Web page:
Written by Filippo Gaudio and Piero Guida
An introduction to the university, a couple of other instructions and then we find ourselves here, sitting in front of a computer at the LUISS Language Café, squeezing our brains to come up with a theme for the café blog. Maybe you are thinking why two 17 years old students are doing this…well here’s the answer! Why don’t we talk about the reason why we are here?
Our presence at LUISS University arises from the Italian political system’s attempt to find a way to prepare students for the working environment. The name of the project is School-Work Alternation. Basically every student must undertake 200 hours of work experience during the last 3 years of high school. An excellent idea you might say, but not everyone agrees. In fact, according to a survey we handed out to our mates, we students are the first to be confused about this project. We observe that the 28% of interviewed claims Alternation is a good and well developed idea. But nearly the same percentage considers it a waste of time!
In our opinion, based on personal experience, the Alternation School-Work is a valid idea, because not only does it allow you to understand the concept of work (completely different from school) but also provides an orientation for your future.
For example, we have attended a class at the university of Crema near Milan for an IT lesson. The experience was so boring and complex that we realised applied computer technology will never cross our path again!
Another example is a friend of ours, during Christmas holidays, who went to Nepal with a volunteer agency to rebuild houses and he had an absolute blast. During this period, he practiced English with local people and learned the basics of teamwork. A world apart from the usual experience of being told to make photocopies and go for coffee!
However, not everyone has been so lucky with the Alternation experience. In the last year, some of our friends have worked for a renowned fast food restaurant chain in the centre of Milan. The American company presented a project to develop the soft skills of students and to train interaction with clients, but what they actually experienced was a sort of child exploitation. Students gathered in front of the restaurant in Piazza Duomo to protest and the majority of Italian newspapers started to contest the Alternation project, ignoring all of the other good things that it can bring to a student’s educational path.
It’s important to see things from a 360 degree perspective. Let’s take the teachers for example. They have to finish a lengthy programme and if their students miss their lessons they are going to be mad! On the other hand, students don’t have enough time to satisfy the requirements at both school and work, especially during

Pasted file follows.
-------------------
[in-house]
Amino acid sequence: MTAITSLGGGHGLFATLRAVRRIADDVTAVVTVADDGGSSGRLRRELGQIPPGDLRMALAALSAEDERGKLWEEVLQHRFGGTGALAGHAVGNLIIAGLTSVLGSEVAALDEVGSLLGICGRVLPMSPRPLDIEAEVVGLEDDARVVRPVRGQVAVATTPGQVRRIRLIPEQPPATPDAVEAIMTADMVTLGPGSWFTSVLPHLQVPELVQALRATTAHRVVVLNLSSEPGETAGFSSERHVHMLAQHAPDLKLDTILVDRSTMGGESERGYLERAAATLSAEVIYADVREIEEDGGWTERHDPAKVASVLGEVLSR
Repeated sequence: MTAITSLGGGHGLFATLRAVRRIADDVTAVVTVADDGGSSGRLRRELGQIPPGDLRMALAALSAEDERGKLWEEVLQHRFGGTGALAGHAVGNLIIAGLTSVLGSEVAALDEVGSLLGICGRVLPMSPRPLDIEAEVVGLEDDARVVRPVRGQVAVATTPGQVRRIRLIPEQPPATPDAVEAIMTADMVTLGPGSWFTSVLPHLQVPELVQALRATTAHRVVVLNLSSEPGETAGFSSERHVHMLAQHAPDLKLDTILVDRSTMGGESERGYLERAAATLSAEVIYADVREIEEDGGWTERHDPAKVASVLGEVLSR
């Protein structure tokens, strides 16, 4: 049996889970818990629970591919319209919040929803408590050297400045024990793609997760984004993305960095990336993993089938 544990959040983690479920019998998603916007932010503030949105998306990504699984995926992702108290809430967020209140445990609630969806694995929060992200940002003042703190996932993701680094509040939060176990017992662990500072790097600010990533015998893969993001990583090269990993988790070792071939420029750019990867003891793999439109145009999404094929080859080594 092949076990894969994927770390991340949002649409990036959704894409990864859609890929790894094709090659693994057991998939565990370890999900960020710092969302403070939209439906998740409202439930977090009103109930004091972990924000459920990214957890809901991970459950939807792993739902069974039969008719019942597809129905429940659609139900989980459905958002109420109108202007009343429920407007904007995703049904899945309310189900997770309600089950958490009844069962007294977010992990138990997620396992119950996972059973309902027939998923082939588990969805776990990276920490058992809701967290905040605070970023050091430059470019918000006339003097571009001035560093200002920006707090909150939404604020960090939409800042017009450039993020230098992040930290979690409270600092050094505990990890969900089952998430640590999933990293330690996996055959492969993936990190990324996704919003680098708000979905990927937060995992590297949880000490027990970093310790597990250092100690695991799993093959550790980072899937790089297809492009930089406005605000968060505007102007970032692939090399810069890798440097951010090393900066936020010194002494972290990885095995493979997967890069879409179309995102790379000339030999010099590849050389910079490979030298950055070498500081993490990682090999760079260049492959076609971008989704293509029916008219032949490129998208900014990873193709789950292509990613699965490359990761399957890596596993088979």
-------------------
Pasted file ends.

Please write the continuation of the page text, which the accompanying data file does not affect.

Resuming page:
the last year when you have the final exams. Almost everyone thus agrees with the 200 hours timeframe and only a small percentage would do more.
Despite the negative reports we have received, from the finals graphics it seems that people generally like the Alternation project, probably because at school there are subjects that you like and others you don’t, while if you find a “job” you are keen on it is only natural that you will be more enthusiastic about it.
All things considered, we personally had a very good experience as we got to spend a week in the heart of Rome at a prestigious University. We worked in one of the more innovative areas on campus, an international café, and were generally allowed a degree of freedom in choosing our work topic that we normally don’t enjoy at school. There are certainly pros and cons to all things, and while we fully understand the frustration of some students who are not handed a chance to test themselves and truly experience a hands-on working environment, this was not our case. If we could choose, we would like for school to be even more inclusive in terms of letting us experience a work environment at an even earlier age, spread out over more time. This would enable us to get a clearer understanding of what lies ahead. It would also help us in determining what we like and what is not our cup of tea! Given how tricky it is to select one’s specific path at the relatively tender age of 18, this might prove invaluable. Lastly, it would enable us to develop certain skills and best practices that are increasingly in demand in this post-industrial world.